Data are gathered through surveys from 429 foreign subsidiaries operating in New Zealand and 164 subsidiaries in Brazil, and these are analyzed using variance-based structural equation modeling.

Findings

Subsidiary initiatives partially mediate the relationship between MNE entrepreneurial strategy and reverse knowledge transfers in case of subsidiaries operating in Brazil, but they fully mediate in case of New Zealand. Furthermore, expatriation, in case of the latter, has a negative interaction in the relationship between subsidiary initiative and reverse knowledge transfers, but, in case of the former, it has no moderating role. Overall, the results suggest that the influence of MNE entrepreneurial strategy and expatriation on reverse knowledge transfers can be explained by contingencies such as the subsidiary host economy and the heterogenous HQ–subsidiary relationships.

Originality/value

The paper contributes to literature by identifying some contingencies with regard to the occurrence of reverse knowledge transfers. It addresses some research calls with regard to examining reverse knowledge transfers and the role of expatriation across different empirical contexts.

Details

European Journal of Innovation Management, vol. 23 no. 1
Type: Research Article
ISSN: 1460-1060

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Article
Publication date: 8 August 2016

Muhammad Arshad, Omer Farooq, Naheed Sultana and Mariam Farooq

The purpose of this paper is to examine the differentiated effects of entrepreneurial self-efficacy and social norms on individuals’ entrepreneurial intentions (EIs)…

Abstract

Purpose

The purpose of this paper is to examine the differentiated effects of entrepreneurial self-efficacy and social norms on individuals’ entrepreneurial intentions (EIs), through the mediation of attitude toward entrepreneurship, by integrating the framework of gender schema theory with the theory of planned behavior. The authors posit that different factors stimulate the EIs of males and females, through attitude toward entrepreneurship, in developing countries.

Design/methodology/approach

Data are collected from graduating students of South Asia’s largest university. Structural equation modeling is used for model testing.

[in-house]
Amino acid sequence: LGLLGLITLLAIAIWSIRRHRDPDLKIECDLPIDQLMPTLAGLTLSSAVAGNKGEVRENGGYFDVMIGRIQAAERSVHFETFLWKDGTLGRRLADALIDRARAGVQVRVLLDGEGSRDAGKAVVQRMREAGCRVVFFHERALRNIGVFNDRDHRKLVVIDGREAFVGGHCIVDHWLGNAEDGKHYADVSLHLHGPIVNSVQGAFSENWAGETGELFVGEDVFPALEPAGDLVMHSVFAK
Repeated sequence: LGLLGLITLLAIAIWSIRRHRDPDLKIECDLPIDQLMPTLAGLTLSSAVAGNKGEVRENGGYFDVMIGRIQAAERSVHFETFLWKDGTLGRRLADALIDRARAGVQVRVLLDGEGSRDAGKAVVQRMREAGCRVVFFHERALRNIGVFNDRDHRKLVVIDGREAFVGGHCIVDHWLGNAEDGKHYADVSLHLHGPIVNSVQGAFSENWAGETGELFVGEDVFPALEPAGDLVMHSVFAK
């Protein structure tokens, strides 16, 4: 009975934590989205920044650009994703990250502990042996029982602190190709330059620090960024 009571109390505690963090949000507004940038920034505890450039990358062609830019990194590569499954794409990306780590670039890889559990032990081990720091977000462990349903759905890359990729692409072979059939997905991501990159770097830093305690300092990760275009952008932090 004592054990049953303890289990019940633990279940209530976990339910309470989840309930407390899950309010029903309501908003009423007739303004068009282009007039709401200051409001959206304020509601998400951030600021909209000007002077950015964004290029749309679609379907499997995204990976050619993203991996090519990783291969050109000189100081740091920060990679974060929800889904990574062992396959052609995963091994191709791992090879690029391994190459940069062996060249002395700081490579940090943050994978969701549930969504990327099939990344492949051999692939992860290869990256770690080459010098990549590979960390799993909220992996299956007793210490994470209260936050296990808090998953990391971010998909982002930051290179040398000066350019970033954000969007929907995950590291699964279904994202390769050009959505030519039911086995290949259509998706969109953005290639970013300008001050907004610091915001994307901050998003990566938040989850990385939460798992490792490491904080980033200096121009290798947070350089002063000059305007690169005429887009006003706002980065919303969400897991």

Findings

The results show that perceived entrepreneurial self-efficacy has a greater effect on the attitude of males toward entrepreneurship than on the attitude of females, but perceived social norms have a greater effect on female attitude toward entrepreneurship. Attitude toward entrepreneurship has a positive impact on EIs.

Originality/value

This is the first study of its nature which demonstrates that the EIs of males and females are induced by different factors. Where the social norms are the major factors in determining the EIs of the females, self-efficacy plays a vital role in predicting the EIs of their male counterparts. This study also attempts to clarify the relationship between self-efficacy, social norms, and EIs by positing entrepreneurial attitude as mediator. Moreover, it brings a fresh perspective through its setting in South Asia. By testing a model in the cultural setting of a developing country, this study differentiates the research from that conducted in the developed world.

Details

Career Development International, vol. 21 no. 4
Type: Research Article
ISSN: 1362-0436

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Article
Publication date: 26 November 2019

Muhammad Arshad, Mariam Farooq, Sadia Afzal and Omer Farooq

The purpose of this paper is to determine the factors influencing the adoption of new information systems (IS) in organizations. Based on the institutional theory, this…

Abstract

Purpose

The purpose of this paper is to determine the factors influencing the adoption of new information systems (IS) in organizations. Based on the institutional theory, this research proposes that organizations may induce their employees to adopt new IS by creating three types of institutional pressure: coercive, normative and mimetic. It is further argued that the effects of these three institutional pressures on employees’ new IS usage depend on their cultural orientations.

Design/methodology/approach

Model testing relies on data collected from 370 banking sector employees during the implementation of a new “customer relationship management” system. The hypothesized model was tested by using the structural equation modeling technique in MPlus 7.0.

Findings

The findings of this research reveal that institutional pressures (coercive, normative and mimetic) have positive effects on employees’ attitudes to using the new IS, which, in turn, positively influences their IS usage. In addition, collectivism strengthens the positive effect of coercive and normative forces on attitudes to using the new IS. Conversely, collectivism weakens the effect of the mimetic force on employees’ attitudes to using the new IS.

Originality/value

This research is among pioneering studies that explain the effect of institutional pressures (coercive, normative and mimetic) on employees’ IS usage. It is the first study of its nature that demonstrates that each of the three institutional pressures has differential effects on employees with highly collectivist orientations in comparison with employees with low collectivist orientations.

Details

Journal of Enterprise Information Management, vol. 33 no. 2
Type: Research Article
ISSN: 1741-0398

Keywords